Webometrics analyzes about 15,000 universities around the world and ranks 5,000 on their ‘web performance’ based on the institutions’ proclivity for a significant web presence. The criteria was determined by a weighted combination of visibility (external inlinks), size (web pages), rich files, and Google Scholar availability [via].
Their aim is to promote web publication and not rank institutions thus supporting open access initiatives and electronic access to scientific publications for research. Such a ‘web presence’ might have a correlation with academic quality and prestige as is evident through the ranking of top 4000 institutions (I’m glad to see Texas A&M ranked 16).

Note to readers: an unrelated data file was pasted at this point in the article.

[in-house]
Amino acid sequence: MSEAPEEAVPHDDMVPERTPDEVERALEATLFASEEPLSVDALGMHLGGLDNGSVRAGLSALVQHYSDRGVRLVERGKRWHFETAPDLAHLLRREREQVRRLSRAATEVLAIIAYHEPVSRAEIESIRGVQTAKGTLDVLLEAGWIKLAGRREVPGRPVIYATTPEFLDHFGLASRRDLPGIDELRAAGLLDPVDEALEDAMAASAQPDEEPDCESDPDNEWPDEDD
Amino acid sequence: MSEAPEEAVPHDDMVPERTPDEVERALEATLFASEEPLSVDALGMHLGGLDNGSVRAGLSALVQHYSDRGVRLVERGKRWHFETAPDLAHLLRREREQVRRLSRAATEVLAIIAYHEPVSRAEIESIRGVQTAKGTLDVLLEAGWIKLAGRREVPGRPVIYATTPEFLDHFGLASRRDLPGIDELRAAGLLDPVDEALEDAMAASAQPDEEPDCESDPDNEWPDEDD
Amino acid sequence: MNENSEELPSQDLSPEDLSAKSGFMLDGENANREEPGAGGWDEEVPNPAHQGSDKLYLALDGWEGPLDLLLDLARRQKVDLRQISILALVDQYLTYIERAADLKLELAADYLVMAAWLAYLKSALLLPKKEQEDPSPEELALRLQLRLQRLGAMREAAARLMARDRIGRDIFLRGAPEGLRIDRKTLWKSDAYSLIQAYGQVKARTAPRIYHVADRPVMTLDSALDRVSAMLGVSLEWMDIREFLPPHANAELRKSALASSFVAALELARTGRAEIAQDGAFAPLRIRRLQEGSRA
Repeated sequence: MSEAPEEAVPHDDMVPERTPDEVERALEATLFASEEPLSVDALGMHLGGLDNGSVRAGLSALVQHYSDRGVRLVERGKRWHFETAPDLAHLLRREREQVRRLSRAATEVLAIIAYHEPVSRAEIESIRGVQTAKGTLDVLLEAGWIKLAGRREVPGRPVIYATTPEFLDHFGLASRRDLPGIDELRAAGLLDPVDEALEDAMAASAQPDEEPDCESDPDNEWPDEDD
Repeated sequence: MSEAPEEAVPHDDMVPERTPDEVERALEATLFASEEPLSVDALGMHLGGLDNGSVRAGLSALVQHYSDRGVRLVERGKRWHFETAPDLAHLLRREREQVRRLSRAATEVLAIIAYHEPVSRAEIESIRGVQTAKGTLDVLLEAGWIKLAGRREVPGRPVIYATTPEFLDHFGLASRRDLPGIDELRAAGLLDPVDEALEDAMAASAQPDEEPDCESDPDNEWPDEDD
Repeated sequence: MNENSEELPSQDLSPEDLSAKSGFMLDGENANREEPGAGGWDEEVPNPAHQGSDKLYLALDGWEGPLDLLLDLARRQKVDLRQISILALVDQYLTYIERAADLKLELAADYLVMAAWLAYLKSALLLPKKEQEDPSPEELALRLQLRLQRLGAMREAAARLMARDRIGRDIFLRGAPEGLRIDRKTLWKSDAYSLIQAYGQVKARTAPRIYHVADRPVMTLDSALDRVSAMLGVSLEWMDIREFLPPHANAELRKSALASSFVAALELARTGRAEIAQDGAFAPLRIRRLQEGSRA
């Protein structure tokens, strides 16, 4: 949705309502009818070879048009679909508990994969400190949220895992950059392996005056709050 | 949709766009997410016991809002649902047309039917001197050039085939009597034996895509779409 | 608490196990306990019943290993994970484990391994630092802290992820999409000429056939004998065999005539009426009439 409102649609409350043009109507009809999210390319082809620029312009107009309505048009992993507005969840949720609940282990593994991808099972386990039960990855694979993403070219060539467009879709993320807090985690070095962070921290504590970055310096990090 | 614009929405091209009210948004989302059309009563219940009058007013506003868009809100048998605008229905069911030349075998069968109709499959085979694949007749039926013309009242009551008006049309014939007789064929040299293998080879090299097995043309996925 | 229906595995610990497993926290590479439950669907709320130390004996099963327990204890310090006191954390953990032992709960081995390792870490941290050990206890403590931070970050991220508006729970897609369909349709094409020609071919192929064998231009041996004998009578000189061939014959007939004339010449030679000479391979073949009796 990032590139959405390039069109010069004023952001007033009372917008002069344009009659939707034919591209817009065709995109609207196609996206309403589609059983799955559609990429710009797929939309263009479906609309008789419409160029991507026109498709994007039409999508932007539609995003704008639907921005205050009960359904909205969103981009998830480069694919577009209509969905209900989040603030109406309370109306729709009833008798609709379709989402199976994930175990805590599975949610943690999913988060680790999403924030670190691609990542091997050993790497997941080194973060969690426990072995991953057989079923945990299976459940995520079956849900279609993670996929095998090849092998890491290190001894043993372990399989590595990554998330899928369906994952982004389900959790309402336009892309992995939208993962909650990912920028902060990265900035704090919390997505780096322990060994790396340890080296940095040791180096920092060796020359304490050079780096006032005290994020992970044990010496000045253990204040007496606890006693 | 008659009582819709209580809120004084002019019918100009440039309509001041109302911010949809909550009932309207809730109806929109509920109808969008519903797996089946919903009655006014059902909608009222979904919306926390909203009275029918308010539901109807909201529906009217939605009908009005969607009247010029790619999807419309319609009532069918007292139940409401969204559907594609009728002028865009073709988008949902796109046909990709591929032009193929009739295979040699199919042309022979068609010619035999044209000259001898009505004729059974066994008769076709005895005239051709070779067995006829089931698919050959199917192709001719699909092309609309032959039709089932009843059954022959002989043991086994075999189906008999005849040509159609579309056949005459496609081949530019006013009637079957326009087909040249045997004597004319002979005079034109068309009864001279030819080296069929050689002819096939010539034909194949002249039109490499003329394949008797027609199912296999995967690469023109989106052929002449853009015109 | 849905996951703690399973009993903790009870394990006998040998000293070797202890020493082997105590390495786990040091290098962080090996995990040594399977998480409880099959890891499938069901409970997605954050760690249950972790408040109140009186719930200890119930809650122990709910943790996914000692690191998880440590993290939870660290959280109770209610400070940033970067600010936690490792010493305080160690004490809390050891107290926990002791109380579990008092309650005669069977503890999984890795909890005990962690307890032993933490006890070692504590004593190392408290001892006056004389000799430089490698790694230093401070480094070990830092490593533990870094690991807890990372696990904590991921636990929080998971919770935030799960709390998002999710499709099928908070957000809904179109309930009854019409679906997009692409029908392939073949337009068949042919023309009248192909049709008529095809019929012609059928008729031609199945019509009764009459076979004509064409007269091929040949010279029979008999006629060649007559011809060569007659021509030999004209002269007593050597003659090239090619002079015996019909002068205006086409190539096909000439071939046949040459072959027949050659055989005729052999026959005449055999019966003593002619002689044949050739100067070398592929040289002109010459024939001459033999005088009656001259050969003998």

On a related note, there is a call for JSTOR to release academic research material into public domain as the content was created by academics funded by not-for-profit institutions. JSTOR in fact also is a self-sustaining not-for-profit institution.